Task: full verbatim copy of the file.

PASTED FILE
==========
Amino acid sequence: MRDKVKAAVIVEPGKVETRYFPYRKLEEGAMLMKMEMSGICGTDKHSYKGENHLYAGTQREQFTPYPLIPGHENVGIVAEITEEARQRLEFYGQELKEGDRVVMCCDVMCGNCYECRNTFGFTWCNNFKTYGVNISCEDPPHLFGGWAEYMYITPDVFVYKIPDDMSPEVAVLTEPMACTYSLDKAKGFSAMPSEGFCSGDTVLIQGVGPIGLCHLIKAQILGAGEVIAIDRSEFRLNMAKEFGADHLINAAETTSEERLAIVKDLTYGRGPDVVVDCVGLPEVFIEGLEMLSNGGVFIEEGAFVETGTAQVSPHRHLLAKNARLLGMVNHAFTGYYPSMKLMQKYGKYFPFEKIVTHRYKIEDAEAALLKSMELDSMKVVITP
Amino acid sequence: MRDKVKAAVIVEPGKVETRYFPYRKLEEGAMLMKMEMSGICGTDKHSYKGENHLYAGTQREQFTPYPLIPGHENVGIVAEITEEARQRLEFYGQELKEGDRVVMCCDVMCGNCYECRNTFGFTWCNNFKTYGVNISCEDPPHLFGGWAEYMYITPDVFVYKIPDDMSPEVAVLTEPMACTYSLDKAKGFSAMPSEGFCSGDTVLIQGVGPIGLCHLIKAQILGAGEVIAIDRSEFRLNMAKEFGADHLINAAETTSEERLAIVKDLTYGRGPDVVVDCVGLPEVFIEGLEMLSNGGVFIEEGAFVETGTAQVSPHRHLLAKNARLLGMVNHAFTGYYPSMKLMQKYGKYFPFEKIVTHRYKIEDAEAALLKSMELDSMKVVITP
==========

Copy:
Amino acid sequence: MRDKVKAAVIVEPGKVETRYFPYRKLEEGAMLMKMEMSGICGTDKHSYKGENHLYAGTQREQFTPYPLIPGHENVGIVAEITEEARQRLEFYGQELKEGDRVVMCCDVMCGNCYECRNTFGFTWCNNFKTYGVNISCEDPPHLFGGWAEYMYITPDVFVYKIPDDMSPEVAVLTEPMACTYSLDKAKGFSAMPSEGFCSGDTVLIQGVGPIGLCHLIKAQILGAGEVIAIDRSEFRLNMAKEFGADHLINAAETTSEERLAIVKDLTYGRGPDVVVDCVGLPEVFIEGLEMLSNGGVFIEEGAFVETGTAQVSPHRHLLAKNARLLGMVNHAFTGYYPSMKLMQKYGKYFPFEKIVTHRYKIEDAEAALLKSMELDSMKVVITP
Amino acid sequence: MRDKVKAAVIVEPGKVETRYFPYRKLEEGAMLMKMEMSGICGTDKHSYKGENHLYAGTQREQFTPYPLIPGHENVGIVAEITEEARQRLEFYGQELKEGDRVVMCCDVMCGNCYECRNTFGFTWCNNFKTYGVNISCEDPPHLFGGWAEYMYITPDVFVYKIPDDMSPEVAVLTEPMACTYSLDKAKGFSAMPSEGFCSGDTVLIQGVGPIGLCHLIKAQILGAGEVIAIDRSEFRLNMAKEFGADHLINAAETTSEERLAIVKDLTYGRGPDVVVDCVGLPEVFIEGLEMLSNGGVFIEEGAFVETGTAQVSPHRHLLAKNARLLGMVNHAFTGYYPSMKLMQKYGKYFPFEKIVTHRYKIEDAEAALLKSMELDSMKVVITP